|Ghosts from Civil War return to walk Evergreen Cemetery|
|Written by Renee Changnon, Daily Vidette Senior Staff|
|Sunday, 02 October 2011 19:19|
This past weekend, residents of the Bloomington-Normal community got the unique opportunity to take a peak into the past of McLean County by experiencing history through theatrics during the 17th annual Evergreen Cemetery Discovery Walk.
According to Mary Anne Schierman, director of volunteers and interns at the McLean County Museum of History, the event sparks plenty of interest each year, as it provides a way to learn about the influential people who lived here and are buried here.
While walking through the 150-year-old cemetery, those on the tour are introduced to several individuals from McLean County whose lives were entrenched in the war. The actors dressed in traditional garb of the time, allowing those participating to feel as though they were transported in time. The headstones of those featured had special wreathes by them, to indicate their presence.
“What keeps people coming back is, it’s amazing the people that are buried in this cemetery. This is the oldest city cemetery in the City of Bloomington. Every year, we pick eight new people to feature,” Schierman said.
According to Tina Crow, manager of Evergreen Cemetery, the Discovery Walk has a new theme each year, with this year’s theme being the 150th anniversary of the Civil War.
“From the cemetery perspective, I think people get real insight about the history we have here at the cemetery [through the Discovery Walk],” Crow said. “Each year’s different. This year, it’s all Civil War related, so that plays a big role in this year’s tour, but as far as what they take away from it, I think it varies depending on the individual.”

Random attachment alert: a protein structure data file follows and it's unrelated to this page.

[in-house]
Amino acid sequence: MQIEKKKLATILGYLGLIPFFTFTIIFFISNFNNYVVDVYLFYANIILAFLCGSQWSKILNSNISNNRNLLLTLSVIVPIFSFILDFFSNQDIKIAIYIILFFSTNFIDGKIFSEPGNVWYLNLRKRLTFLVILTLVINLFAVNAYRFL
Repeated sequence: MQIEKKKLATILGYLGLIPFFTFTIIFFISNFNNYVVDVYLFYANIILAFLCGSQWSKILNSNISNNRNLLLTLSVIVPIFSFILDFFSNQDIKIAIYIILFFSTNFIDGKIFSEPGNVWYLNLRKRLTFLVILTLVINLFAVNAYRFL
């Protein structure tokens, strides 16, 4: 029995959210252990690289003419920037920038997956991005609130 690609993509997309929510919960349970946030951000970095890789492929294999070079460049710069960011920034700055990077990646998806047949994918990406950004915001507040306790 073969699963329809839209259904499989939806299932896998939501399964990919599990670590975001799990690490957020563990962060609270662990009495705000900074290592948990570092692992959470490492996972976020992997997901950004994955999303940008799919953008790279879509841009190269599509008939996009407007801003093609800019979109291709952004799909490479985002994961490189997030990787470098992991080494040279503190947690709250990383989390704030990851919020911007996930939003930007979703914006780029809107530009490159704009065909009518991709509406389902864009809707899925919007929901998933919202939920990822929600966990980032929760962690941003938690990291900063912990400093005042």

According to Crow, the Evergreen Cemetery Discovery Walk comes together and runs smoothly each year thanks to the collaboration of the cemetery, the McLean County Museum of History and the Illinois Voices Theatre.
“It’s a three-way collaboration between the McLean County Museum of History, the Illinois Voices Theatre and Evergreen Cemetery. It takes all three to put the event on. The museum, they take care of all the preparation, we take care of the cemetery end of things,” Crow said.
The tour takes attendees through Evergreen Cemetery, where they will be introduced to the various influential people during the Civil War in McLean County.
From Abraham Lincoln addressing the crowd before departure, listening as two local doctors discuss the medical practices used at the time or taking a peak into the love letters exchanged by a couple separated by the war, the experience gives the illusion of stepping back in time.
According to Schierman, this year’s theme is special in that it is intended to be a one time historical aspect for the walk, so those interested in Civil War history have a rare opportunity to check it out this year.
“This year, of course, we’re focused on the Civil War. We will not do any more cemetery walks with the Civil War as the theme because we’re just going to do it once. We’re doing it once and we’re doing it big,” Schierman said.
As explained in the program provided at the walk, the funds from the public tours are not just pocketed, but are used to ensure that almost 2,500 students can attend the tour this week, free of cost. For Schierman, the program allows the rich history of the Civil War to come to life to students in the area.
“Everybody in school studies the Civil War, but you’re studying it out of the book,” Schierman said.
Whether looking to learn about the McLean County area, the Civil War, or simply finding a fun thing to do next weekend, Schierman believes the topic can connect no matter where it is you call home.
“One of the things that I think, no matter where you live, the people here, yes, they’re buried here in Bloomington, but they are a representation of people who lived everywhere in the Midwest,” Schierman said. “Most of the students of Illinois State University are in this Midwest region. Even though some of it’s specific here, it’s very broad.”
Tickets to next weekend’s tours are available to purchase at The Garlic Press, Evergreen Memorial Cemetery and the McLean County Museum of History, and cost $4 for students with an ID.
“I think the Civil War theme, the band playing, the nice weather, you don’t know what’s [going to bring people to] a certain event at a certain time, but I do predict that this year we will have some sell out performances,” Schierman said.